Computer Science

# Introduction to Bit

## Computers

💻 🖥

Computers do not think. They do not reason.

Computers do EXACTLY what they are told.

It’s up to humans to be the intelligent part of the team. But that’s OK - we each play to our strengths.

## The Bit Robot

At the beginning of this course, we’re going to use the Bit robot.

The code for the Bit robot is in the file `byubit.py`.

You’ll need a copy of this file on your computer to write scripts that use Bit.

We’ll provide instructions in the lab for how to download the file, but the gist of it is:

``````conda activate cs110
pip install byubit``````

Bit lives in a grid world, like a chessboard.

He can do four actions: `move`, `left`, `right`, and `paint`.

Let’s see what that means.

``````from byubit import Bit
bit = Bit.new_world(5,3)
bit.draw()``````

``````bit.move()
bit.move()
bit.draw()``````

``````bit.left()
bit.move()
bit.move()
bit.paint("green")
bit.draw()``````

### Let’s try it together!

If you already have `byubit` installed, open a text editor and type in the following:

``````from byubit import Bit
bit = Bit.new_world(5,3)

bit.draw()

bit.move()
bit.move()
bit.draw()``````
``````bit.left()
bit.move()
bit.move()
bit.paint("green")
bit.draw()
``````

Save your file as `try_bit.py`.

``python try_bit.py``

What did you get?

## What does all this mean?

``from byubit import Bit``

We’ll talk about this more later in the course. For now, it is accurate and useful to understand that this line means we are using code someone else wrote.

But you’ll probably notice that `byubit` matches the name of the package in `pip install byubit`

``bit = Bit.new_world(5,3)``

First, notice that `Bit` and `bit` have different capitalization (a.k.a. case or casing). In python, and most other programming languages, the case of the letters matter. So, `Bit` and `bit` mean different things.

`Bit` is that thing we `import`ed from `byubit` (whatever that means—don’t worry, we’ll cover that later).

Next to `Bit` is `new_world` and the numbers `5`, and `3`. You’ll notice that the bit world we looked at had 5 squares left-to-right, and 3 squares top-to-bottom.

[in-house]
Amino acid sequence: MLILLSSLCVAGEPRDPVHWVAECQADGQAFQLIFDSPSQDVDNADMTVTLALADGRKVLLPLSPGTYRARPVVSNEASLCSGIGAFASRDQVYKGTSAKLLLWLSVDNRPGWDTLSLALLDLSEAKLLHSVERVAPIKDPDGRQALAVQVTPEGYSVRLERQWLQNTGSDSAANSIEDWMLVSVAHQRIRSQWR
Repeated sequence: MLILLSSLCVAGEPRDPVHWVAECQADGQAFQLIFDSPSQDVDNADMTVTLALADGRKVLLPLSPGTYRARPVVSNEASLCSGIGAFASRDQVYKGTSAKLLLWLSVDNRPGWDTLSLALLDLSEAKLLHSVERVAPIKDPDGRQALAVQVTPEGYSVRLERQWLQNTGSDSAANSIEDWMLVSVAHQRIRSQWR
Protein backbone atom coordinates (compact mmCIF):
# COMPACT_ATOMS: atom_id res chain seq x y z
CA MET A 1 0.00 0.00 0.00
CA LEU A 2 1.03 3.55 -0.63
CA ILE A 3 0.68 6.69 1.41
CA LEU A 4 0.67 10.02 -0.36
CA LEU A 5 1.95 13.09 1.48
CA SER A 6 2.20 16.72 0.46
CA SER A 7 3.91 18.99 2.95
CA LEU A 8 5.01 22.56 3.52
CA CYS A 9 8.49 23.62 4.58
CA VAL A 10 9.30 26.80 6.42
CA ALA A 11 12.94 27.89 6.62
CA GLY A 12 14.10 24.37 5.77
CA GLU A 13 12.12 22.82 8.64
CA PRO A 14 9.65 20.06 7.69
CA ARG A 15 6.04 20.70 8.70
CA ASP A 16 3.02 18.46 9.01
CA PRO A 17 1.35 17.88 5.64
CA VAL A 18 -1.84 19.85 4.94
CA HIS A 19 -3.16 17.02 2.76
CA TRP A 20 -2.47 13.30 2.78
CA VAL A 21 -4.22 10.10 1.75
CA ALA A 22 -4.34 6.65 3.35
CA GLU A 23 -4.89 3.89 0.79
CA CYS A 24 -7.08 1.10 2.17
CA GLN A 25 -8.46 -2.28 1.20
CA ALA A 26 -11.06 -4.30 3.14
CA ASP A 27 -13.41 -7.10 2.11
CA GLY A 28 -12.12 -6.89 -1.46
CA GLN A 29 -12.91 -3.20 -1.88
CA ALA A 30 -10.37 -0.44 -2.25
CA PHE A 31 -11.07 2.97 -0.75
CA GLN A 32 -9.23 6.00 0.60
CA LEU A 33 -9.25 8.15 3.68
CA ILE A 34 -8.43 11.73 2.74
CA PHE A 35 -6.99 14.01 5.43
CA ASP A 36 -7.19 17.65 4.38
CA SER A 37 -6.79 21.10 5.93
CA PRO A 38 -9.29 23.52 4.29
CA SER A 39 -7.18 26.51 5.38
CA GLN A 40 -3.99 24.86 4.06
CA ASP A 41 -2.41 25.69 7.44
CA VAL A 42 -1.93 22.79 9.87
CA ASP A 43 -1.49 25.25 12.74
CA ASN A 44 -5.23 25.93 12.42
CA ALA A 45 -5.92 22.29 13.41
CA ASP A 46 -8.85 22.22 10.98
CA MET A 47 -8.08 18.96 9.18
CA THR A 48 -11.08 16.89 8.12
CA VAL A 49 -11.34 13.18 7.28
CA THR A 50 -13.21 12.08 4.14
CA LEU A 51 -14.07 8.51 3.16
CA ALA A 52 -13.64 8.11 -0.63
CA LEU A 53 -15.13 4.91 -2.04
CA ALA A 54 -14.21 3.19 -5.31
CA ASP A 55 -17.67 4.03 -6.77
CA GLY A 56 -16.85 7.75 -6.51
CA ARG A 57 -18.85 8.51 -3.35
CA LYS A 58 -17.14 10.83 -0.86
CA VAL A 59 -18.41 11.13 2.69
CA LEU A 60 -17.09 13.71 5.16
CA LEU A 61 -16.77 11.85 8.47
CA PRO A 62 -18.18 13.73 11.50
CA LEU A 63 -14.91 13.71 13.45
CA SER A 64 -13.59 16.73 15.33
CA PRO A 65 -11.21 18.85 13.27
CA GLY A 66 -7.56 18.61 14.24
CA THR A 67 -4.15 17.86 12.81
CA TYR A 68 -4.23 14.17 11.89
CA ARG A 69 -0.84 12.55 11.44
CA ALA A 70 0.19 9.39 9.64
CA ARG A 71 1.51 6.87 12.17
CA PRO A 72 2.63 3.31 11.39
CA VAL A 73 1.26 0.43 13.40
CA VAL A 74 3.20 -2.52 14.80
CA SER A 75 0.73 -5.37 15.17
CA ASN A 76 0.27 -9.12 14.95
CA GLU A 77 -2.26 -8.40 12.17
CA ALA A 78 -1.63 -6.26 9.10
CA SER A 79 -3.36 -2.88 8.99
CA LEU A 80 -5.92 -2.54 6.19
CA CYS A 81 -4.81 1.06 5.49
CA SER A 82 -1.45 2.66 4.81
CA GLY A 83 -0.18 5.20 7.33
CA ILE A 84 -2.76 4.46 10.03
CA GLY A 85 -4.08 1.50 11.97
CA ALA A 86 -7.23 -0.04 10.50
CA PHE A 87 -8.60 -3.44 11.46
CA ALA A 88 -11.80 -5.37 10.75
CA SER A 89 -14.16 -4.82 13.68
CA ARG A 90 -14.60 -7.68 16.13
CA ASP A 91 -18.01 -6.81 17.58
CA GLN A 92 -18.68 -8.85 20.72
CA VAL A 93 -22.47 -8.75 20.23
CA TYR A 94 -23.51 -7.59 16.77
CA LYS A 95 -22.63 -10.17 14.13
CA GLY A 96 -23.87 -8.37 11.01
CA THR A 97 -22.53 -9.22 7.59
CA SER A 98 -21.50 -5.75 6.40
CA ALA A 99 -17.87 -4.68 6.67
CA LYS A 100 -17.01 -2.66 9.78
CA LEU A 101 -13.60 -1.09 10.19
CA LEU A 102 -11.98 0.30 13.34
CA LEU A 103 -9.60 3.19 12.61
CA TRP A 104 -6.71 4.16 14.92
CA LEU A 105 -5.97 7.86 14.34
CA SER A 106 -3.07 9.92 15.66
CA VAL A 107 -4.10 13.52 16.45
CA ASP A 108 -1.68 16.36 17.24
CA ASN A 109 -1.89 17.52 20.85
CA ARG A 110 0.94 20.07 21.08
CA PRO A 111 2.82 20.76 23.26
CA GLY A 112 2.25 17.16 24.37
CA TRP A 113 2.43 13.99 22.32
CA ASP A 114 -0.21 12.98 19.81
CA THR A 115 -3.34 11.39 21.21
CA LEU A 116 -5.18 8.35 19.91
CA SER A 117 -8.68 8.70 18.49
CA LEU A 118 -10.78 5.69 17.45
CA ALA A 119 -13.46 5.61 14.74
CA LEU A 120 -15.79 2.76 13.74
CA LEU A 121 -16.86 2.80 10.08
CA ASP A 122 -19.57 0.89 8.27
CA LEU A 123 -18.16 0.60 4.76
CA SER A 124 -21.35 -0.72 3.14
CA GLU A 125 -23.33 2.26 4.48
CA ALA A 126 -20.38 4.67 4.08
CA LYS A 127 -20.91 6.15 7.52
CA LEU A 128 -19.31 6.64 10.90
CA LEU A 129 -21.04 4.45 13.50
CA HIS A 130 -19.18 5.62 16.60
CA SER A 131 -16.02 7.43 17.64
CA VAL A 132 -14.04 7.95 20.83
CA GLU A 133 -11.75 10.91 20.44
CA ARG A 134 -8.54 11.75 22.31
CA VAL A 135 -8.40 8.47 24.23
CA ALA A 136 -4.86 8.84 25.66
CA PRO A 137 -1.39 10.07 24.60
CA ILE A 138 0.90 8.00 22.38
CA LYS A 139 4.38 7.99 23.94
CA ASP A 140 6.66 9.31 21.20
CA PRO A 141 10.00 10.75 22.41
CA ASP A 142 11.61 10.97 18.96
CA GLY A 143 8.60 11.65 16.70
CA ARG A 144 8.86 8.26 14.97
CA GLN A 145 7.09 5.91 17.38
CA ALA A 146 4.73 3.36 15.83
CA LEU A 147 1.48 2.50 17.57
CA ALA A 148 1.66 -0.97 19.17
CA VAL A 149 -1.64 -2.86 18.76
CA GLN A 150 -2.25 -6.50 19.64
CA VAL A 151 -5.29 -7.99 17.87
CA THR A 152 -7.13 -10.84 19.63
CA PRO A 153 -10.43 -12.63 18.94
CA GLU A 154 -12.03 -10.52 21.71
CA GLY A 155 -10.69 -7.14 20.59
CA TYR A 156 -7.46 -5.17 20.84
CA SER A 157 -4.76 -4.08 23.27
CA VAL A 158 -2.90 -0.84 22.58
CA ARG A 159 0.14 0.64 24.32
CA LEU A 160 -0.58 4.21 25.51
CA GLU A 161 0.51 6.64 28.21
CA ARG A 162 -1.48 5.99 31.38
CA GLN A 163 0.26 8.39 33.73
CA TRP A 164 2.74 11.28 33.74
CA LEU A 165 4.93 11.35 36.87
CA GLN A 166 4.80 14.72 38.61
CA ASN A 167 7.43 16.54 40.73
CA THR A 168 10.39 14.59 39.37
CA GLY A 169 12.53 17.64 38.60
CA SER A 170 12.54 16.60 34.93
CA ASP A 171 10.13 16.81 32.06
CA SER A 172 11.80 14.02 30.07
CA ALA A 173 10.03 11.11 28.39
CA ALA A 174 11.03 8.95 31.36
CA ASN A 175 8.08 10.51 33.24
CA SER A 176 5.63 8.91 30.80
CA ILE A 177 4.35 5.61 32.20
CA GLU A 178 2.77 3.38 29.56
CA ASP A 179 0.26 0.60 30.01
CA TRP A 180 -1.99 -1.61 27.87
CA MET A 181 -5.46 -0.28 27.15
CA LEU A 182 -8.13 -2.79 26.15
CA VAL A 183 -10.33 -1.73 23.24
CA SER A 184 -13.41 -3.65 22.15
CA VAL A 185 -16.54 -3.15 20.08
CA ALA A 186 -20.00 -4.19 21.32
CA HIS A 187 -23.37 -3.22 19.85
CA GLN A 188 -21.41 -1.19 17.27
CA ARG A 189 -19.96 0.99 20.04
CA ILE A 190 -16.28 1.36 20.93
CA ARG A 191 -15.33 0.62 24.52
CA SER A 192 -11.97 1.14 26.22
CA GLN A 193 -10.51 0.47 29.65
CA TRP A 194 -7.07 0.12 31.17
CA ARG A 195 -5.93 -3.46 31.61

`bit` is the thing that shows up over and over in our script.

`bit` is an example of a variable.

A variable is a name we give to a piece of information in a program.

It’s like “it” in the game of tag: “Sally is ‘it’—run!”

We use `=` to give a variable a value. Whatever `Bit.new_world(5,5)` means, `bit` now represents that.

If I were writing a program that simulated a game of tag, I might start with:

``it = "Gordon"``

If, after Gordon tags Daniel, I might have a line:

``it = "Daniel"``
``````bit.move()
bit.left()
bit.paint("green")``````

When `bit` `move`s, `left`s, `right`s, or `paint`s, the little cyan triangle moves, turns, and paints.

(By the way, `bit` can also paint `"blue"`, and `"red"`).

The `move`, `left`, and `paint` words refer to functions.

Functions are code written somewhere else that we want to use.

When we use a function, we say that we invoke or call a function.

Sometimes we can give a function information to use. We call this information arguments or args for short.

For example, `bit.paint` takes one argument: a word indicating the color we want painted.

`bit.move` or `bit.left` take no arguments.

We’ll talk more about functions later.

We’ll talk more about the `.`, `=`, `"`, `()`, etc. later on. These are part of the python syntax.

Syntax refers to the specific way our instructions to the computer must be written (computers are very particular about this kind of thing).

## Abstractions

### What is a car?

🚗 🚙 🏎 🚃 🚠

Abstractions have meaning. They communicate a set of qualities but leave out the details.

CAR - has wheels, carries people, needs fuel

Within the appropriate scope, we can reason and communicate in abstractions.

I don’t have to tell you that I drove to work today in a 2008 Toyota Yaris. I can say “I came in my car” and that’s good enough.

Abstractions protect our brains from information overload. We can worry about only the relevant details.

Programming is all about using and creating abstractions.

`bit` is an abstraction.

You don’t need to understand the nitty-gritty details of `bit`. You don’t even need to understand how `bit`works. It’s enough to simply understand that `bit.move()` will move the Bit, `bit.paint("green")` will make the square green, `bit.draw()` will show you a picture of Bit’s world, etc.

## Syntax

Remember, computers are very particular about how things are written.

It’s like my kids correcting each other’s pronunciation (Michaela: MUH-kay-luh 🤦🏻‍♂️)

Computers are not smart. They have to be told exactly what to do, and part of that exactness is stating your desires in a format, or syntax, the computer understands perfectly.

Humans, however, tend to be significantly more flexible than computers in how things are communicated.

To-MAY-to, to-MAH-to, no big deal.